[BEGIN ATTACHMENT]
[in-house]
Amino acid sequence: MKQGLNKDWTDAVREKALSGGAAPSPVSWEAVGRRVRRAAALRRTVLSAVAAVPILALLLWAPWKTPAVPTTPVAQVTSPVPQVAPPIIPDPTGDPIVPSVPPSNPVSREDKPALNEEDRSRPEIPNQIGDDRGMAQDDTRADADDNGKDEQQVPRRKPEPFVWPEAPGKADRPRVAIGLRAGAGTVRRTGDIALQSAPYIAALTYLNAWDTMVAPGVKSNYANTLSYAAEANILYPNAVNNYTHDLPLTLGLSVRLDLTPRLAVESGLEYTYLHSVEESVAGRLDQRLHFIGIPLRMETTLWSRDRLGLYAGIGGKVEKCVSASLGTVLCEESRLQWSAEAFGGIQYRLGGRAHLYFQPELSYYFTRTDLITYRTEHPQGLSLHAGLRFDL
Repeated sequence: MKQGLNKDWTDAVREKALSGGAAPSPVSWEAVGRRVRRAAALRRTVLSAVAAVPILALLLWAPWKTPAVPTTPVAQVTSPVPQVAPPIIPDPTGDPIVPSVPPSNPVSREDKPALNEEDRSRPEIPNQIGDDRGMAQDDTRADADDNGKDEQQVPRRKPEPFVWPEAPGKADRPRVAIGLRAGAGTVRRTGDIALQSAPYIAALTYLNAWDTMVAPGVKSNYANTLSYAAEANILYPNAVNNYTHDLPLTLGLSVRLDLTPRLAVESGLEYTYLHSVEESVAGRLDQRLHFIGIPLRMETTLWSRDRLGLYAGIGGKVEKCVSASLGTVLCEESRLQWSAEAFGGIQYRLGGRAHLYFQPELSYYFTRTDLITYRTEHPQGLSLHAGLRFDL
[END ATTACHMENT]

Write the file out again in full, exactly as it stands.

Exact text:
[in-house]
Amino acid sequence: MKQGLNKDWTDAVREKALSGGAAPSPVSWEAVGRRVRRAAALRRTVLSAVAAVPILALLLWAPWKTPAVPTTPVAQVTSPVPQVAPPIIPDPTGDPIVPSVPPSNPVSREDKPALNEEDRSRPEIPNQIGDDRGMAQDDTRADADDNGKDEQQVPRRKPEPFVWPEAPGKADRPRVAIGLRAGAGTVRRTGDIALQSAPYIAALTYLNAWDTMVAPGVKSNYANTLSYAAEANILYPNAVNNYTHDLPLTLGLSVRLDLTPRLAVESGLEYTYLHSVEESVAGRLDQRLHFIGIPLRMETTLWSRDRLGLYAGIGGKVEKCVSASLGTVLCEESRLQWSAEAFGGIQYRLGGRAHLYFQPELSYYFTRTDLITYRTEHPQGLSLHAGLRFDL
Repeated sequence: MKQGLNKDWTDAVREKALSGGAAPSPVSWEAVGRRVRRAAALRRTVLSAVAAVPILALLLWAPWKTPAVPTTPVAQVTSPVPQVAPPIIPDPTGDPIVPSVPPSNPVSREDKPALNEEDRSRPEIPNQIGDDRGMAQDDTRADADDNGKDEQQVPRRKPEPFVWPEAPGKADRPRVAIGLRAGAGTVRRTGDIALQSAPYIAALTYLNAWDTMVAPGVKSNYANTLSYAAEANILYPNAVNNYTHDLPLTLGLSVRLDLTPRLAVESGLEYTYLHSVEESVAGRLDQRLHFIGIPLRMETTLWSRDRLGLYAGIGGKVEKCVSASLGTVLCEESRLQWSAEAFGGIQYRLGGRAHLYFQPELSYYFTRTDLITYRTEHPQGLSLHAGLRFDL